How to use Bedouin in a sentence

bedouin
  • The meaning of the name is uncertain; Wellhausen derives it from nan "Eve," or "serpent," in which case the Hivites were originally the snake clan; others explain it from the Arabic hayy, " family," as meaning "dwellers in (Bedouin) encampments."

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  • The mark set upon Cain is usually regarded as some tribal mark or sign analogous to the cattle marks of Bedouin and the related usages in Europe.

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  • The surface of the harra is extremely broken, forming a labyrinth of lava crags and blocks of every size; the whole region is sterile and almost waterless, and compared with the Nafud it produces little vegetation; but it is resorted to by the Bedouin in the spring and summer months when the air is always fresh and cool.

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  • The inhabitants of Yemen are settled, and for the most part occupied in agriculture and trade, the conditions which favour the pastoral or Bedouin type found in Hejaz and Nejd hardly existing.

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  • With his shaggy head thrown back like birds when they drink, pressing his spurs mercilessly into the sides of his good horse, Bedouin, and sitting as though falling backwards in the saddle, he galloped to the other flank of the squadron and shouted in a hoarse voice to the men to look to their pistols.

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  • The wool is not of much value, and is spun by the women and woven into rugs, and made up into saddlebags or into the black Bedouin tents.

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  • The latter are found exceptionally upon Semitic Bedouin with an upper covering of bands wound round the body (Miller, 140).

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  • The problem is complicated by the fact that, from the Egyptian evidence, not only was there at this time no remarkable emigration of oppressed Hebrews, but Bedouin tribes were then receiving permission to enter Egypt and to feed their flocks upon Egyptian soil.

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  • Domestic A nimals.-The Egyptians are not particularly a pastora people, though the wealth of the Bedouin in the Eastern or Arabia, i Desert consists in their camels, horses, sheep and goats.

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  • About the same time he commenced, at the desire of the ruler of the neighbouring Shirvan, his second romantic poem, the famous Bedouin love-story of Laila and Majnun, which has so many points in common with Ariosto's Orlando Furioso, and finished it in the short space of four months.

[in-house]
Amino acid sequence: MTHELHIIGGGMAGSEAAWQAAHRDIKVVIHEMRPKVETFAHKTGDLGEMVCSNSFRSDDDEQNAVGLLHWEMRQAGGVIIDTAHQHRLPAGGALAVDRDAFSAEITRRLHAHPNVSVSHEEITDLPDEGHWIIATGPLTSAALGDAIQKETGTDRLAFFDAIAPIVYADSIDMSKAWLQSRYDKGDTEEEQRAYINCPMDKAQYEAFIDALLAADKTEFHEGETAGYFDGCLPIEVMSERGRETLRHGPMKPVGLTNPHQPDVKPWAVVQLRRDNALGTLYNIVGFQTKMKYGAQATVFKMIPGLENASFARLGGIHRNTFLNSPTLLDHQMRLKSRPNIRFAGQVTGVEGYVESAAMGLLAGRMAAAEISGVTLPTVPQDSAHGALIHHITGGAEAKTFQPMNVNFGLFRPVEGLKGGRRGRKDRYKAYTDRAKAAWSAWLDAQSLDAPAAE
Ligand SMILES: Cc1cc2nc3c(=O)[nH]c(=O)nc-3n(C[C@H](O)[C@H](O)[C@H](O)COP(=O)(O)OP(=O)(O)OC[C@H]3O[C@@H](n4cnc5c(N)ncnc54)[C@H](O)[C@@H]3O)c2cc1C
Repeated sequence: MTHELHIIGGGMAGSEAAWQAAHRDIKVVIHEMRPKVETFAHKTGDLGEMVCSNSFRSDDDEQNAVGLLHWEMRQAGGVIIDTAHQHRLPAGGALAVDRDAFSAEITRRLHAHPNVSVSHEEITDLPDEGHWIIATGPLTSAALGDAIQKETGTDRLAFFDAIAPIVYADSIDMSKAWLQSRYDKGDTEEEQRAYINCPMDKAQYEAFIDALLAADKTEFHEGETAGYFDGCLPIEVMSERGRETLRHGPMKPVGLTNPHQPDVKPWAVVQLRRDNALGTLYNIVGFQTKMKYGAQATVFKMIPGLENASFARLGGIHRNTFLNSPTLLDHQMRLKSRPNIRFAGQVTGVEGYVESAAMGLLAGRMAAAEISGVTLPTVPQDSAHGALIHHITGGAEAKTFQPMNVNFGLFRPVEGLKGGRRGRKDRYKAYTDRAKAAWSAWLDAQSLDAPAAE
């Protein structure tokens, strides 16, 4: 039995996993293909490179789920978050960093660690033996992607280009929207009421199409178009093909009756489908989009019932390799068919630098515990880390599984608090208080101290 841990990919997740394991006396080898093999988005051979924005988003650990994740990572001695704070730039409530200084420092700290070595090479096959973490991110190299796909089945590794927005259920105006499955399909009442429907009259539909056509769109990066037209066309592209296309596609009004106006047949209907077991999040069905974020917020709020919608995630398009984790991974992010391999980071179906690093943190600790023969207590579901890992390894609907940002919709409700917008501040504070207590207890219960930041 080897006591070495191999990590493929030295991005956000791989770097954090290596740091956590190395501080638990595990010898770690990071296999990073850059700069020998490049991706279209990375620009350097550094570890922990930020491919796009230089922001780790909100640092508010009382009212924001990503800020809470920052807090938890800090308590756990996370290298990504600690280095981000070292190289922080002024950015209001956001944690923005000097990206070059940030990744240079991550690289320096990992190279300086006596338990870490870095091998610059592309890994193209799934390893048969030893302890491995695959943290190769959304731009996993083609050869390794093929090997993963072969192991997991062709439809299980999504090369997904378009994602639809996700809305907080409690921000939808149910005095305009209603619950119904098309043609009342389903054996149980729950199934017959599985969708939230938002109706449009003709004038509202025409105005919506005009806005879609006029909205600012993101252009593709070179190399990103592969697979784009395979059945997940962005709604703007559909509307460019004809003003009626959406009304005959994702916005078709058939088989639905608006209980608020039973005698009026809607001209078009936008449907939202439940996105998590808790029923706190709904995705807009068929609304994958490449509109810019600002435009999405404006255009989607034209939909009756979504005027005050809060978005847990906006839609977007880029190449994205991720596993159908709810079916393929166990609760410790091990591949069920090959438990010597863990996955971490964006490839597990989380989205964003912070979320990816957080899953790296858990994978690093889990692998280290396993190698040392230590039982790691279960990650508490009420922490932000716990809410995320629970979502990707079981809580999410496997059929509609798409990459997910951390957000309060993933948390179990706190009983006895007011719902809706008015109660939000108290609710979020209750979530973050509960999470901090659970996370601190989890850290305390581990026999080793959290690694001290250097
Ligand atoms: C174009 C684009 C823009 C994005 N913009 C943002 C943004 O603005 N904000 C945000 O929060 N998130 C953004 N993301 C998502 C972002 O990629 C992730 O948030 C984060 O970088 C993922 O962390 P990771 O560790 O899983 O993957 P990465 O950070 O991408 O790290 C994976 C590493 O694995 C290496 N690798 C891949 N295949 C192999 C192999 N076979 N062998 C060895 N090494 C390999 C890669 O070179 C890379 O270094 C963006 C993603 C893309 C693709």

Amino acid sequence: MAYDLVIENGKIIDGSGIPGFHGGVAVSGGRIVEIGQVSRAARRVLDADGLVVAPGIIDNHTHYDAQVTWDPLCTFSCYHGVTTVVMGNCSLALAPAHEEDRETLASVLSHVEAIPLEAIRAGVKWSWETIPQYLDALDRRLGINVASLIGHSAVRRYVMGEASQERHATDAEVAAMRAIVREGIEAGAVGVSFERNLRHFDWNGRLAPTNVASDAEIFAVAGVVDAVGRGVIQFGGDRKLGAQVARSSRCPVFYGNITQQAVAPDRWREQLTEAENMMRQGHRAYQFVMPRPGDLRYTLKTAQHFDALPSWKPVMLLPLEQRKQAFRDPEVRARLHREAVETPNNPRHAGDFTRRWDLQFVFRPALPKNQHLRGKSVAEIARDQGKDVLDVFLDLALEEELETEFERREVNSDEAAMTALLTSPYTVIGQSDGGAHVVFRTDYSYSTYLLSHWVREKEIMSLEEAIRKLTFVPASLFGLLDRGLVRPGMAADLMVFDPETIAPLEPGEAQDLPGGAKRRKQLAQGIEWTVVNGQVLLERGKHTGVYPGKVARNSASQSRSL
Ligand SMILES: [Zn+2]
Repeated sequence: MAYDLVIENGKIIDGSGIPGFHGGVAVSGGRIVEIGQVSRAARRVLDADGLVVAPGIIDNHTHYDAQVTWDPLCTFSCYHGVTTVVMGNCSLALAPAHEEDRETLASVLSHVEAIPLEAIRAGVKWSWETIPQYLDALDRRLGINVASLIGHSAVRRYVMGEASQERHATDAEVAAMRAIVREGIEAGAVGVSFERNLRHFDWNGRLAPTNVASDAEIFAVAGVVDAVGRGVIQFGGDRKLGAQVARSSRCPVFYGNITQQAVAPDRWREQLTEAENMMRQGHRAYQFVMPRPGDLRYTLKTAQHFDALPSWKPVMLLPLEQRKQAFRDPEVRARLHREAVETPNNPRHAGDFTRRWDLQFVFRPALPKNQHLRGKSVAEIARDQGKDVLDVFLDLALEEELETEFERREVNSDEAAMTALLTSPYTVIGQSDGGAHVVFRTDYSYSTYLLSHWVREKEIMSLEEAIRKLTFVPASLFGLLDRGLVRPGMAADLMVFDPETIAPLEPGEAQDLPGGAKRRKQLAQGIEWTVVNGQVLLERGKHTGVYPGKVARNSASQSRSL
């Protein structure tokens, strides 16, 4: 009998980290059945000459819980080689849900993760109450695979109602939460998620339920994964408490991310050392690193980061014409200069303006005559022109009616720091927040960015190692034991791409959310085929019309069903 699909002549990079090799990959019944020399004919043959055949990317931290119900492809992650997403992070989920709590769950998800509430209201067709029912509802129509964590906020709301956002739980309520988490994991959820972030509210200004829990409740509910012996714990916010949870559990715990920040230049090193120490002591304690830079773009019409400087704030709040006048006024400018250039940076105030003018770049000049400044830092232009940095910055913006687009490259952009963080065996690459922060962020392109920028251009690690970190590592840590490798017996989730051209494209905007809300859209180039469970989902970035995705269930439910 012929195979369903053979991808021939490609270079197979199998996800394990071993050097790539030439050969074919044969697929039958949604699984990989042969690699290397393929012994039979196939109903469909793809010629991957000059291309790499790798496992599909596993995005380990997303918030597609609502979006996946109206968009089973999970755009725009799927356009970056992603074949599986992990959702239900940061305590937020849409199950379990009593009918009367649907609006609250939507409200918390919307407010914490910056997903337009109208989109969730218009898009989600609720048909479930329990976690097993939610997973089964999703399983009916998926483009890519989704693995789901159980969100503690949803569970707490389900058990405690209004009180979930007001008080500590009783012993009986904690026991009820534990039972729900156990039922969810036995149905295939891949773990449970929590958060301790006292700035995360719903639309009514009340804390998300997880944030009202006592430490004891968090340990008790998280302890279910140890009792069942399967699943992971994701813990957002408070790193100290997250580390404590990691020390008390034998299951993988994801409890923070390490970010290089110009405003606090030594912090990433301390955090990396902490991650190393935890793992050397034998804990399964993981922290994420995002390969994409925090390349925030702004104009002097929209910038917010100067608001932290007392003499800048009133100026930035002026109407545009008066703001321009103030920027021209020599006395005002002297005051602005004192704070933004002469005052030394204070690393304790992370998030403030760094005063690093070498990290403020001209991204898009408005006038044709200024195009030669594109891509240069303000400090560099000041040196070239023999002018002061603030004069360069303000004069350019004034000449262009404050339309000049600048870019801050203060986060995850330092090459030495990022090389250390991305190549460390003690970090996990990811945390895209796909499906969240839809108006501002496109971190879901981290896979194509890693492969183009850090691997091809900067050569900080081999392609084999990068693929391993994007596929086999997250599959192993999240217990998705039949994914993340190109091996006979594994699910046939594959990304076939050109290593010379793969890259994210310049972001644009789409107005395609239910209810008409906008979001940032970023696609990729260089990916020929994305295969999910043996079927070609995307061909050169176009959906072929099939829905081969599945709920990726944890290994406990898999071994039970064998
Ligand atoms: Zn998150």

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  • The horse, of course, also figures highly in Bedouin proverbs.

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  • Small children from the nearby Bedouin encampment observed quietly.

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  • His chief concern was the Quraysh and, next to them, the hostile pagan Bedouin tribes of the Hijaz.

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  • Together with his brother Yahya, he took refuge with Bedouin tribes in the desert.

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  • This great assemblage is always a dangerous centre of infection, and the days of Mina especially, spent under circumstances originally adapted only for a Bedouin fair, with no provisions for proper cleanliness, and with the air full of the smell of putrefying offal and flesh drying in the sun, produce much sickness.

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  • But, although they then received perhaps their earliest quasiscientific organization, the mansions of the moon had for ages previously figured in the popular lore of the Bedouin.

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  • The salt of the Dead Sea is collected and sold in Jerusalem; smuggling of salt (which in Turkey is a government monopoly) is a regular occupation of the Bedouin.

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  • Lounging in a pillowed corner of the room, Tamer resembled a cross between a lion at rest and a desert Bedouin with his muscular form and loose garb.

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  • Well, hidden behind drawn velvet curtains you will find a back room cinema furnished like a Bedouin tent.

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  • The foyer of the theater was sectioned off and turned into a Bedouin style stage with exotic plants and red drapes.

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  • Here you have the option of taking a 4WD jeep safari with Bedouin guides.

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  • The Projects During the expedition you will work on a local Garden Regeneration project alongside the local Bedouin tribes within a mountain area.

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  • At such settlements the river is lined with gardens and plantations of palms. The greater part of the region, however, even along the river shores, is inhabited only by roaming Bedouin or halfsavage Madan Arabs (see Irak).